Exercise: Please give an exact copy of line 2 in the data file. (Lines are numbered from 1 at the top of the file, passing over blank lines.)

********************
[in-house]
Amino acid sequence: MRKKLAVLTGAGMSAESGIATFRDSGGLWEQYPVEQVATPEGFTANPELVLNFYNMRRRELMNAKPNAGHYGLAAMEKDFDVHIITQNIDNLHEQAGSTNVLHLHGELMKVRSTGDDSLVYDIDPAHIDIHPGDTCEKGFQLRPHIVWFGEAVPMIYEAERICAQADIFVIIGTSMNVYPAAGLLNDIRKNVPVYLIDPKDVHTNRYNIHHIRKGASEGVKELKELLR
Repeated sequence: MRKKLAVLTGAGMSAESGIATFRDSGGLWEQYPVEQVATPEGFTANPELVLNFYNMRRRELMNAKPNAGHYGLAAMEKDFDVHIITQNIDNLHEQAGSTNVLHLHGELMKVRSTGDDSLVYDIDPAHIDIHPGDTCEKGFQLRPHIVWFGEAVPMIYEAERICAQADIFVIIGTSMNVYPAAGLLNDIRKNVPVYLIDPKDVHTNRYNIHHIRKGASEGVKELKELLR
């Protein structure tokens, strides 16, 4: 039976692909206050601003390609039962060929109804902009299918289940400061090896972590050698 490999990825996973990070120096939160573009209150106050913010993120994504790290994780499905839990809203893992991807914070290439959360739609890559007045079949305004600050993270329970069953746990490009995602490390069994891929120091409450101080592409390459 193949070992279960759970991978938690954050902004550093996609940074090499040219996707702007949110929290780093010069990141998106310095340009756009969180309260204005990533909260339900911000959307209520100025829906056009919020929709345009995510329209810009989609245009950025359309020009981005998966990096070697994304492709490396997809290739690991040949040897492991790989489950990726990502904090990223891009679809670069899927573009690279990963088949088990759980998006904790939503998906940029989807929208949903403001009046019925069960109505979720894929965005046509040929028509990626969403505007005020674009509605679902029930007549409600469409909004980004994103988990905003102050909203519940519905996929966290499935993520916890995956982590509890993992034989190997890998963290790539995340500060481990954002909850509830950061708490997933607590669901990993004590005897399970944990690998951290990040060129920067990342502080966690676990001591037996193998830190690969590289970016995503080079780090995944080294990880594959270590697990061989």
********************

Amino acid sequence: MRKKLAVLTGAGMSAESGIATFRDSGGLWEQYPVEQVATPEGFTANPELVLNFYNMRRRELMNAKPNAGHYGLAAMEKDFDVHIITQNIDNLHEQAGSTNVLHLHGELMKVRSTGDDSLVYDIDPAHIDIHPGDTCEKGFQLRPHIVWFGEAVPMIYEAERICAQADIFVIIGTSMNVYPAAGLLNDIRKNVPVYLIDPKDVHTNRYNIHHIRKGASEGVKELKELLR